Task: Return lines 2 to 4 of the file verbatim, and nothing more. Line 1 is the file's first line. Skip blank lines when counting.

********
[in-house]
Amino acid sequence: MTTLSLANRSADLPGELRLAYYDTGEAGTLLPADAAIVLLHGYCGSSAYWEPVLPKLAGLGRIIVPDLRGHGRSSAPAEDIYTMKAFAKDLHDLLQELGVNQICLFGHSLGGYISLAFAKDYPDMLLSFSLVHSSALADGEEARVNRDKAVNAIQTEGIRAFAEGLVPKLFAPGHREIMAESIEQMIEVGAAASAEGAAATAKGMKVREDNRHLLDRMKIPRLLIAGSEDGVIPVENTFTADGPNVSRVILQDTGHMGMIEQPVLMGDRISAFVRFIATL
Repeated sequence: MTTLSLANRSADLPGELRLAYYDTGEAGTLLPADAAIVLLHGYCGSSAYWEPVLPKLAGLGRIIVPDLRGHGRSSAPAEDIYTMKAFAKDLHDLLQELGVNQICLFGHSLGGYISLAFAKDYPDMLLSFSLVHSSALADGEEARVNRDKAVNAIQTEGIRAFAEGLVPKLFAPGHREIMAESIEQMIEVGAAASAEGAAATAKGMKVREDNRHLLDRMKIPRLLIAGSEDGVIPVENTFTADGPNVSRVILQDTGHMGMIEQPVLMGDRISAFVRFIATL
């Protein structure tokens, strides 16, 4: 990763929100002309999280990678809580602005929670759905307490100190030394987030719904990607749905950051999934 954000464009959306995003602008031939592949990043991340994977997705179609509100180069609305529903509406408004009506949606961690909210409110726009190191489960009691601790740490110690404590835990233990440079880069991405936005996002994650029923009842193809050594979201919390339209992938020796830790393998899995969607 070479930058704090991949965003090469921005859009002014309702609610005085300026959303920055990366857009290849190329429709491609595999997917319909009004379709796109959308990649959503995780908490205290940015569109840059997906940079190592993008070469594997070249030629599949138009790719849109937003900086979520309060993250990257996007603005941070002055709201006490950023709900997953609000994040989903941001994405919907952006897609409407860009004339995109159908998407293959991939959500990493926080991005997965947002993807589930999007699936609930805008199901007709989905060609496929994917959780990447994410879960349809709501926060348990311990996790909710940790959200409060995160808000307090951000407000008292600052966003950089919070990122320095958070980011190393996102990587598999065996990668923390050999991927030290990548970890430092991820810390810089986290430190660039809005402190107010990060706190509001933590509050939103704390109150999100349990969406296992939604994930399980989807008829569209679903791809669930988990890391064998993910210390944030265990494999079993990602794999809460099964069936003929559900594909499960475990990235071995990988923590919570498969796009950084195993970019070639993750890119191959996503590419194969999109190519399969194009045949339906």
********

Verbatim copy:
Amino acid sequence: MTTLSLANRSADLPGELRLAYYDTGEAGTLLPADAAIVLLHGYCGSSAYWEPVLPKLAGLGRIIVPDLRGHGRSSAPAEDIYTMKAFAKDLHDLLQELGVNQICLFGHSLGGYISLAFAKDYPDMLLSFSLVHSSALADGEEARVNRDKAVNAIQTEGIRAFAEGLVPKLFAPGHREIMAESIEQMIEVGAAASAEGAAATAKGMKVREDNRHLLDRMKIPRLLIAGSEDGVIPVENTFTADGPNVSRVILQDTGHMGMIEQPVLMGDRISAFVRFIATL
Repeated sequence: MTTLSLANRSADLPGELRLAYYDTGEAGTLLPADAAIVLLHGYCGSSAYWEPVLPKLAGLGRIIVPDLRGHGRSSAPAEDIYTMKAFAKDLHDLLQELGVNQICLFGHSLGGYISLAFAKDYPDMLLSFSLVHSSALADGEEARVNRDKAVNAIQTEGIRAFAEGLVPKLFAPGHREIMAESIEQMIEVGAAASAEGAAATAKGMKVREDNRHLLDRMKIPRLLIAGSEDGVIPVENTFTADGPNVSRVILQDTGHMGMIEQPVLMGDRISAFVRFIATL
């Protein structure tokens, strides 16, 4: 990763929100002309999280990678809580602005929670759905307490100190030394987030719904990607749905950051999934 954000464009959306995003602008031939592949990043991340994977997705179609509100180069609305529903509406408004009506949606961690909210409110726009190191489960009691601790740490110690404590835990233990440079880069991405936005996002994650029923009842193809050594979201919390339209992938020796830790393998899995969607 070479930058704090991949965003090469921005859009002014309702609610005085300026959303920055990366857009290849190329429709491609595999997917319909009004379709796109959308990649959503995780908490205290940015569109840059997906940079190592993008070469594997070249030629599949138009790719849109937003900086979520309060993250990257996007603005941070002055709201006490950023709900997953609000994040989903941001994405919907952006897609409407860009004339995109159908998407293959991939959500990493926080991005997965947002993807589930999007699936609930805008199901007709989905060609496929994917959780990447994410879960349809709501926060348990311990996790909710940790959200409060995160808000307090951000407000008292600052966003950089919070990122320095958070980011190393996102990587598999065996990668923390050999991927030290990548970890430092991820810390810089986290430190660039809005402190107010990060706190509001933590509050939103704390109150999100349990969406296992939604994930399980989807008829569209679903791809669930988990890391064998993910210390944030265990494999079993990602794999809460099964069936003929559900594909499960475990990235071995990988923590919570498969796009950084195993970019070639993750890119191959996503590419194969999109190519399969194009045949339906």